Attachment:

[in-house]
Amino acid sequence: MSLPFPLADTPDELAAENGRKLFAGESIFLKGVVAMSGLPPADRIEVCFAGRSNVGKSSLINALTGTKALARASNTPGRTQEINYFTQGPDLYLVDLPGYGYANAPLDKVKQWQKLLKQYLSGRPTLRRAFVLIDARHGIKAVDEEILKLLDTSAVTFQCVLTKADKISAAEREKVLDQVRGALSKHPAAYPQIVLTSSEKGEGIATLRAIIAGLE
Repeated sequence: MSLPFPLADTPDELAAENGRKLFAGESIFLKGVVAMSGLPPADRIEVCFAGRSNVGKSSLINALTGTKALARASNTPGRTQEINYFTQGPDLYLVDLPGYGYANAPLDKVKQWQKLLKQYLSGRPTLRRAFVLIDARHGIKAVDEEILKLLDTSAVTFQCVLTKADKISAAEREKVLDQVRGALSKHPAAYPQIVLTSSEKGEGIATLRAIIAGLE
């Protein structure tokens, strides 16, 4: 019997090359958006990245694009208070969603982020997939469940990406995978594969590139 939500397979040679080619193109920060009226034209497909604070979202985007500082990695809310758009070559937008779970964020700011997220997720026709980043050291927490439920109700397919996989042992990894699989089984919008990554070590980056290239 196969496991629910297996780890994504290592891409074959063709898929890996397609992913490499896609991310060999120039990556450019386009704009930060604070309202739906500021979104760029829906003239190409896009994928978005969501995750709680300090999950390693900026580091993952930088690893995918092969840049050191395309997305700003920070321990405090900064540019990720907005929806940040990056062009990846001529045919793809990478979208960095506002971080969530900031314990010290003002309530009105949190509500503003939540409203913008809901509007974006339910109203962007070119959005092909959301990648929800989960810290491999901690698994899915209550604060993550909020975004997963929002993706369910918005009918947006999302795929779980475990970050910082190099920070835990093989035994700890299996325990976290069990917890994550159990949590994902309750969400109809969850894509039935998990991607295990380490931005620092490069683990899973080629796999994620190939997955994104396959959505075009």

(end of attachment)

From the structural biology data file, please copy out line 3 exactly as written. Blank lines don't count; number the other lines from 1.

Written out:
Repeated sequence: MSLPFPLADTPDELAAENGRKLFAGESIFLKGVVAMSGLPPADRIEVCFAGRSNVGKSSLINALTGTKALARASNTPGRTQEINYFTQGPDLYLVDLPGYGYANAPLDKVKQWQKLLKQYLSGRPTLRRAFVLIDARHGIKAVDEEILKLLDTSAVTFQCVLTKADKISAAEREKVLDQVRGALSKHPAAYPQIVLTSSEKGEGIATLRAIIAGLE